Travellers through Bermondsey all know St James’ Church as a landmark – by road, rail and from the air, the dragon on the steeple rides calmly amid the tower blocks and acres of housing estates.
Before 1829, when the church was consecrated, the only church in the whole of Bermondsey was the Parish Church of St Mary Magdalen, at the end of Bermondsey Street. In 1724 at the Bishop’s Visitation, it was recorded “In Bermondsey there are 9,000 people”. The only houses were along Bermondsey Wall, which was part of the only road or highway from the City out into Kent. Here wealthy merchants had magnificent houses. The first streets in our Parish were Salisbury Street and Janeway Street. Here a rich West India Merchant built a house and called it Jamaica House, after the island from which his fortune was derived. By 1710 there were enough poor people living here for it to be necessary to provide a workhouse for 50 people.
In the 18th century ropemakers settled here and in Bevington Street, Farncombe Street and New Church Street (later called Llewelyn Street) ropewalks were established and houses sprang up so that it became necessary to build a new road – Jamaica Road. Between 1825 and 1830 our end of Abbey Street and a few houses along the line of Spa Road were built. In Jamaica Road only the south side was inhabited, in large houses with a view from back windows over open country. As late as the 1870s there was a farm in Tranton Road.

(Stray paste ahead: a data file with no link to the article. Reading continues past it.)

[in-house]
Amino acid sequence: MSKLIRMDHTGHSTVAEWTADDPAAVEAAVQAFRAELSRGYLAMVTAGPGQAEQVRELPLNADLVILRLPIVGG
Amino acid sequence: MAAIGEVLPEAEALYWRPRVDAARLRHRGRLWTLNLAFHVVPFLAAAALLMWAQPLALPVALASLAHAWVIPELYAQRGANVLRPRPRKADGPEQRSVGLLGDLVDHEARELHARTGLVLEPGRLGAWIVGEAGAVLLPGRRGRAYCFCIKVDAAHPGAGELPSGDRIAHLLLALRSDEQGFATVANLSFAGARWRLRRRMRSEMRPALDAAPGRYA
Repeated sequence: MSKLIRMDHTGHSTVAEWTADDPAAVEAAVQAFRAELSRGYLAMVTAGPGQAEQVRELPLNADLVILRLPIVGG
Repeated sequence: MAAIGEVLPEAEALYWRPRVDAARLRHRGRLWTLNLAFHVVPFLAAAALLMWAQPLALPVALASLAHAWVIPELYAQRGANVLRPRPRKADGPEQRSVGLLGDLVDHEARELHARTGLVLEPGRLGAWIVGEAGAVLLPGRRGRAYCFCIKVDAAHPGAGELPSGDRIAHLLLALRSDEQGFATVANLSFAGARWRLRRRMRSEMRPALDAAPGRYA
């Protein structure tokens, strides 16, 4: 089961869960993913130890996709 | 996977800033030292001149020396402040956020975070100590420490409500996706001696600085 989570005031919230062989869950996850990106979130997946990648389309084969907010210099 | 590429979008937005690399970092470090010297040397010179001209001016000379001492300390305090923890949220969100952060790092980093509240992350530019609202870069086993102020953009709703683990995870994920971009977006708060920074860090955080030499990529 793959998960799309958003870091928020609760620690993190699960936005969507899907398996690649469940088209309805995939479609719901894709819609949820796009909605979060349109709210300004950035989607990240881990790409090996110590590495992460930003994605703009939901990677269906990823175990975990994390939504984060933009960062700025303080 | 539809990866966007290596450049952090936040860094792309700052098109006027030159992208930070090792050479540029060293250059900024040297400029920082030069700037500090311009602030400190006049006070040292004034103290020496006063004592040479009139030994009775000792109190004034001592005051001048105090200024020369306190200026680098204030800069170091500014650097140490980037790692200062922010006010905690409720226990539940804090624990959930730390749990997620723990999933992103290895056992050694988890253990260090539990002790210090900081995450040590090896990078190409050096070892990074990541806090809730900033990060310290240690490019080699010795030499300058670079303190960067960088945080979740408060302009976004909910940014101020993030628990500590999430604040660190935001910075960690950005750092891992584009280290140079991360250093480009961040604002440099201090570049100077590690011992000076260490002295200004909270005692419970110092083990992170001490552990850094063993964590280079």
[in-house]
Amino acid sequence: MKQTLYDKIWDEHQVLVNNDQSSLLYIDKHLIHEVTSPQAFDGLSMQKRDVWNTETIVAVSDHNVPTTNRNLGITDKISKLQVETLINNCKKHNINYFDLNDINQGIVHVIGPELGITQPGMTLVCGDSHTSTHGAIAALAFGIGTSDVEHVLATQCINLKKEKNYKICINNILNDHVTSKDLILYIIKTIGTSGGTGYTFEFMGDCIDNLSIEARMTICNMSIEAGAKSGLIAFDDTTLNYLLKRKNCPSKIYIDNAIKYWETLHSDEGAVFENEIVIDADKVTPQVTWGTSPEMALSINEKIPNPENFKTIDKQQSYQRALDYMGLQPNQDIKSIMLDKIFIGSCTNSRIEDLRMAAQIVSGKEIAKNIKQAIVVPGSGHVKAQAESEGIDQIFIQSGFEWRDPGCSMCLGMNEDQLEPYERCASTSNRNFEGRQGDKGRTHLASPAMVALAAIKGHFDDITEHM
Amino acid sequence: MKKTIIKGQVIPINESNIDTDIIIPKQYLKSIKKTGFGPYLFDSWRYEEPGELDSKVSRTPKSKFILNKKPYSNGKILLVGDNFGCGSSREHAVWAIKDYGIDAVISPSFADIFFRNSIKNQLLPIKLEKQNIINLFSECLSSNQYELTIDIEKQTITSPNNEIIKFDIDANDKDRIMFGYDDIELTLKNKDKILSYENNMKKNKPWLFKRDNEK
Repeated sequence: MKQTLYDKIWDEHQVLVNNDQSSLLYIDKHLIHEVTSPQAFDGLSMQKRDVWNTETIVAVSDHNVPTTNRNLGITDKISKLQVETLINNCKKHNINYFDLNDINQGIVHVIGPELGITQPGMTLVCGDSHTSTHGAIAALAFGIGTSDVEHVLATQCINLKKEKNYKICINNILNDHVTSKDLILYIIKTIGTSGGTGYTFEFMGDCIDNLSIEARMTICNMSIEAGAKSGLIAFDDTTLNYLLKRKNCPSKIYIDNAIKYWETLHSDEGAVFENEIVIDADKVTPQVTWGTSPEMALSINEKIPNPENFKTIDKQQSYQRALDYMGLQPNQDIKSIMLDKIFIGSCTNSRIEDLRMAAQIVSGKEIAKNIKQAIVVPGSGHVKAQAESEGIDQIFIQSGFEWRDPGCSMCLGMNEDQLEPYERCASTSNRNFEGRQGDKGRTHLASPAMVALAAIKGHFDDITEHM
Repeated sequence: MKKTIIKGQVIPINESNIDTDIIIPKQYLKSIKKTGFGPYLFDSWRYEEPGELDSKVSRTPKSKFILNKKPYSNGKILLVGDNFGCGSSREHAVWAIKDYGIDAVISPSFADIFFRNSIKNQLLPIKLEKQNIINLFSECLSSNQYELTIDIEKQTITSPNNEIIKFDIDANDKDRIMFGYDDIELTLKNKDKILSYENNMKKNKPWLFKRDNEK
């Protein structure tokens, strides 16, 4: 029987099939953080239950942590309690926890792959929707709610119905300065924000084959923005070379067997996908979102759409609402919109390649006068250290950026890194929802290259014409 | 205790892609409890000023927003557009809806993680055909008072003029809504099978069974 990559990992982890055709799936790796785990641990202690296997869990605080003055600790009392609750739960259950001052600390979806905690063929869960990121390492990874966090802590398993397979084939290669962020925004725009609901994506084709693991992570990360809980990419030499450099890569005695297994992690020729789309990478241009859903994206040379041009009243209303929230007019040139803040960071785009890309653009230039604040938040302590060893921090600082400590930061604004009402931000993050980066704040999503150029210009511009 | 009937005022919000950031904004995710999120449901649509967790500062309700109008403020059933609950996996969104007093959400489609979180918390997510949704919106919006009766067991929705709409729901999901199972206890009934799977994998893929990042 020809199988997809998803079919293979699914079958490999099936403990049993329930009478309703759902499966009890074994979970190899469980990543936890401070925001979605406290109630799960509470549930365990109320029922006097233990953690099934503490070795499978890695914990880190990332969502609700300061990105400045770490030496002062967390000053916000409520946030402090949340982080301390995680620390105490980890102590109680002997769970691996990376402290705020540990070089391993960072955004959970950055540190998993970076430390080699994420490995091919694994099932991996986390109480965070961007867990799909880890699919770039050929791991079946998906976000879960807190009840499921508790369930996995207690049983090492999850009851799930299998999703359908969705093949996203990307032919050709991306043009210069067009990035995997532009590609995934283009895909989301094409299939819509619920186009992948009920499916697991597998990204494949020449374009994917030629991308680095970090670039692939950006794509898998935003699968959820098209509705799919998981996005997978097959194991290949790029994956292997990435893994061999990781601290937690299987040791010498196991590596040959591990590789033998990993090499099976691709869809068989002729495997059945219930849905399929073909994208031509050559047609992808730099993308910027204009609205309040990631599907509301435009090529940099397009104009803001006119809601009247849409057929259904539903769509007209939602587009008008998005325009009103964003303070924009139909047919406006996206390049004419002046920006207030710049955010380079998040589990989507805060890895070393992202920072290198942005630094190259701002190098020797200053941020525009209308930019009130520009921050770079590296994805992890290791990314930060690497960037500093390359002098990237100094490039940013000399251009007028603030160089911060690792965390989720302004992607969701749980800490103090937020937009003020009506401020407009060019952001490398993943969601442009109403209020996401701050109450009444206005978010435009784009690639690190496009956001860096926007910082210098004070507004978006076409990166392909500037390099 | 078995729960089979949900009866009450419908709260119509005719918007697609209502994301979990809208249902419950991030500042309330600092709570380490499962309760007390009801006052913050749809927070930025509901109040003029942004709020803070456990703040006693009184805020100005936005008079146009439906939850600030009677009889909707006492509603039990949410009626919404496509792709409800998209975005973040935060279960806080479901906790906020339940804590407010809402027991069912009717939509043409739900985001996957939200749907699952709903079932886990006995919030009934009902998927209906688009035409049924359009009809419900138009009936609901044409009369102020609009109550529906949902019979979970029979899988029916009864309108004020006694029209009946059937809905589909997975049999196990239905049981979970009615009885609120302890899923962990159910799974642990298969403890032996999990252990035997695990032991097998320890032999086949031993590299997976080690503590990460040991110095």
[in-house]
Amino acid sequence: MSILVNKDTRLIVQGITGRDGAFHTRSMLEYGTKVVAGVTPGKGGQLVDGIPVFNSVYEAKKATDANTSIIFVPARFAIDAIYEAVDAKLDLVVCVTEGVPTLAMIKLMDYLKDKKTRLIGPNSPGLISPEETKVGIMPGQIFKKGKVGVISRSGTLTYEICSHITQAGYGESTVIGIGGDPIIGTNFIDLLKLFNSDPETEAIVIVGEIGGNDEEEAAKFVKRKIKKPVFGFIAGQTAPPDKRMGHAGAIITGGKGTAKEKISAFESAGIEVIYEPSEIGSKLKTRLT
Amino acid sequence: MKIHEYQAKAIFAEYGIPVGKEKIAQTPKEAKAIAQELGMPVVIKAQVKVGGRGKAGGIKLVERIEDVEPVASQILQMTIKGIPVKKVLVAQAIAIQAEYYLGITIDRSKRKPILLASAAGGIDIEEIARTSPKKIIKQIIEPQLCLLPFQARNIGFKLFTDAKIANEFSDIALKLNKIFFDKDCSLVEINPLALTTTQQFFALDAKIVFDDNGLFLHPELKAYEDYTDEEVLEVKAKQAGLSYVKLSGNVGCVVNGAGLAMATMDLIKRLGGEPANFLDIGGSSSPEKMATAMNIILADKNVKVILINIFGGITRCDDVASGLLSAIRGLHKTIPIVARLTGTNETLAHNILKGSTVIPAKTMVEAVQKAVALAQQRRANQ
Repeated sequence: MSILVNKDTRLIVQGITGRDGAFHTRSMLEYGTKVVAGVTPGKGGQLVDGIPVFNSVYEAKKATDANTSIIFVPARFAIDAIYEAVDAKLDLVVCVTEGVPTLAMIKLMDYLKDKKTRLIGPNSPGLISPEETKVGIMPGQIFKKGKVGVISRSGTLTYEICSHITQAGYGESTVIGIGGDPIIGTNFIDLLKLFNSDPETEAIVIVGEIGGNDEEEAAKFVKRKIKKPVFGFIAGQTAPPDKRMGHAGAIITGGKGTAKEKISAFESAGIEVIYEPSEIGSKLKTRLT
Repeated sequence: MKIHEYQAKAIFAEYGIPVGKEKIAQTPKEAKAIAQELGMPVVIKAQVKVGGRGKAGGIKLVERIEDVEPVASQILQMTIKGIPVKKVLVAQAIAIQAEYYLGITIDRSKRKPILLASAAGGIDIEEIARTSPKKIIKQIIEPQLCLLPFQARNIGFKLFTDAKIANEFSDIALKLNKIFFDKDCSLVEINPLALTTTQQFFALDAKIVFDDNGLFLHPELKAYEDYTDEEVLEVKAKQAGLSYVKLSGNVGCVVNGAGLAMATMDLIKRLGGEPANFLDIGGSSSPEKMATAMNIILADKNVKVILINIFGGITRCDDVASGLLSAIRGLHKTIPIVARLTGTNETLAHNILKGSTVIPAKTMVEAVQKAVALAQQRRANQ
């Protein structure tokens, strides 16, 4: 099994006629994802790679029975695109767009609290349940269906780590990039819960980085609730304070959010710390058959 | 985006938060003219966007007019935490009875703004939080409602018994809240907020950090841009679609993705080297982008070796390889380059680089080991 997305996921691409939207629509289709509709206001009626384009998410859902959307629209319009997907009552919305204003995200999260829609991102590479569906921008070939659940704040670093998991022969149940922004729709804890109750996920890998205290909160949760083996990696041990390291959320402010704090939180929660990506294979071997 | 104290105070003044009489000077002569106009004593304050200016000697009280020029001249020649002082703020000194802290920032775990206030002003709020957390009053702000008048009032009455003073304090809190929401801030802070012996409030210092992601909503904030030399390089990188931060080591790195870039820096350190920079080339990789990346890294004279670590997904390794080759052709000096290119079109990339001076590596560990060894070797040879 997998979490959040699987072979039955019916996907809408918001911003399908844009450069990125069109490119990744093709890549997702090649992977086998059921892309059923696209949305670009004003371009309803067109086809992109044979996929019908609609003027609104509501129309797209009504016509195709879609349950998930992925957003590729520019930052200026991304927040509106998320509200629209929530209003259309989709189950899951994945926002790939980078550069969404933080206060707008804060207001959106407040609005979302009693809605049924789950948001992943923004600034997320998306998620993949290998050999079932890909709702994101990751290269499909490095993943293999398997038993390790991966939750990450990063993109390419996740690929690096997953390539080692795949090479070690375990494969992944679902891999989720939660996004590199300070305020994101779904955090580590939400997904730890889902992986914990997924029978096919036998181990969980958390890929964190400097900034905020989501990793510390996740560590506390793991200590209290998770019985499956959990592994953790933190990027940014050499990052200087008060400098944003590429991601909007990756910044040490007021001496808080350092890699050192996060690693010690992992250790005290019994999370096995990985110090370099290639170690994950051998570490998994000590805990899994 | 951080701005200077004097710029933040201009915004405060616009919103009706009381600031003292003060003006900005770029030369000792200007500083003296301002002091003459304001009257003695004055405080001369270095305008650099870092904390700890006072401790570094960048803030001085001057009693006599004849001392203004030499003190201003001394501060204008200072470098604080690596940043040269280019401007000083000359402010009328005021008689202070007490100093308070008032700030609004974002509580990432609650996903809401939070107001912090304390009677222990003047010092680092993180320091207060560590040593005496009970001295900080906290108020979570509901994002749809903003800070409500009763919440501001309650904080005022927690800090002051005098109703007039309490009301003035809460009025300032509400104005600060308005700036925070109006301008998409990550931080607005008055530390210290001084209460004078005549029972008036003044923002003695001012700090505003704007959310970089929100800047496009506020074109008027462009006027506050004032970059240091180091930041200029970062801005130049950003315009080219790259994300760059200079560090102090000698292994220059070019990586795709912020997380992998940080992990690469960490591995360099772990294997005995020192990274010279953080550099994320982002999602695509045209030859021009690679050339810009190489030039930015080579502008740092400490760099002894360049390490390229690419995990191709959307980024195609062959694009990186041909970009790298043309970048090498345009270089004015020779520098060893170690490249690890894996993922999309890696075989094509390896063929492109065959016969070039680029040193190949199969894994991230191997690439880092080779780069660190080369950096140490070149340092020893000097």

The Waterloo Churches
After Waterloo in 1818 an Act of Parliament was passed to raise a million pounds as a national thank-offering for peace, and as a memorial to the soldiers who had fallen. South London secured seven of the so-called “Waterloo Churches” to be built with the money, and, through the persistence of a group of Bermondsey churchmen, the needs of our area were pressed. In 1821 they bought the land which forms our churchyard and secured a generous grant from the Commissioners of the Fund.